It shouldn’t be surprising. It’s the natural next step in the thought process of audiences that for the last two years have been demanding Warner Bros. #ReleaseTheSnyderCut and have been growing up online with tales of The Phantom Edit and YouTube trailer remixes for the last decade or more.
Now there’s a push for Disney to #ReleaseTheJJCut of Star Wars: The Rise of Skywalker, a movement born of the notion that the studio somehow interfered with the director’s vision of the movie’s story. Notable is that the anger shifted from one position – that Disney wanted Abrams to incorporate more elements from the direction Rian Johnson had taken the series in with The Last Jedi – to one that holds Abrams was told to ignore as much of TLJ as possible. Whatever the case, these individuals are convinced that any issues with RoS’s sometimes muddled story stem from Disney not letting Abrams fully realize the *real* story he set out to tell, assured that if he had the final product would have been much more satisfying.
[Side note: It’s worth pointing out that the only Star Wars movie that hasn’t been plagued by stories of producer/studio interference is The Last Jedi, one that “fans” found unsatisfying, disrespectful to the franchise and otherwise problematic. So the problem isn’t actually with the studio or the filmmakers, but the cranky individuals who feel their years of buying action figures and comic books has earned them the right to dictate creative decisions.]
A sense of entitlement goes hand-in-hand with widespread feelings that are capable of doing it better, one resulting from nearly two decades of consumer-generated media. That environment is one that’s ripe for discontent, especially when social media platforms where those opinions are shared continue to be well-suited to turn small instances of outrage into big headlines because of their focus on engagement.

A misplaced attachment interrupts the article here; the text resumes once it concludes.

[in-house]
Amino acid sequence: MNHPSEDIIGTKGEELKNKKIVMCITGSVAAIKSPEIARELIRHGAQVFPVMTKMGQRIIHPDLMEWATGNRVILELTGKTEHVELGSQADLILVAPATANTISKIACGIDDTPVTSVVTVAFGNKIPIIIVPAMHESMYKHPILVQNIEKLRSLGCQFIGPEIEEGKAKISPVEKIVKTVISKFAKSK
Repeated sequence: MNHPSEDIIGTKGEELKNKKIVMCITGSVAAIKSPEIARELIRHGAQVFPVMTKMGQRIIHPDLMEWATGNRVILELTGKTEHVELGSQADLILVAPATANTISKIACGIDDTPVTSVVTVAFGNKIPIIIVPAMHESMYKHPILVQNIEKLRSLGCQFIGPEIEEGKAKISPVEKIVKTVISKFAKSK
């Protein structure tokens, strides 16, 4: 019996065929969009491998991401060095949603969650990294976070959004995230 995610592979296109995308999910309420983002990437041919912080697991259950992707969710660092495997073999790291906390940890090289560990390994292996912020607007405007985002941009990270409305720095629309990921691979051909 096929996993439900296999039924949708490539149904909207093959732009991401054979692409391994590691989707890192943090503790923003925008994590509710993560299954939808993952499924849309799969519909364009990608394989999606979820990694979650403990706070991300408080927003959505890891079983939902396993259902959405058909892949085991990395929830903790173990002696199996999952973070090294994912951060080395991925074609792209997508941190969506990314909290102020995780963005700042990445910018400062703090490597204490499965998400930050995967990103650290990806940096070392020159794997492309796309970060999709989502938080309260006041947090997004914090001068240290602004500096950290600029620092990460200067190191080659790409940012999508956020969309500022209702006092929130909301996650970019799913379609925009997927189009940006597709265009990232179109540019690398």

But one more thing is in play here. It’s not just that fans are upset that giant companies are creating products designed to be as safe and approachable by the largest possible swath of the public. It’s not just that editing and creation tools are easier than ever to use and so put more power in people’s hands to remix and remake as they like.
It’s that we live in the age of #PizzaGate and other widespread conspiracy theories.
Just last week, Vice President Mike Pence justified the unsanctioned killing of a high-ranking Iranian official by saying that individual was tied to the terrorist attacks of 9/11/01 despite a complete lack of evidence. And today President Donald Trump advanced the idea that Iran was planning to blow up the U.S. embassy in Iraq, something for which there does not seem to be any intelligence or proof. As he’s dealt with concerns over the killing of that official and the looming impeachment, Trump has spent an inordinate amount of time spreading conspiracy theories about his political rivals and others.
People believe in conspiracy theories for a handful of primary reasons, including the need to retain some control over their lives, maintain a positive self-image and to achieve some level of certainty, even if its illusory.
Those reasons should be familiar to anyone who’s been online, especially those sections devoted to movies and entertainment.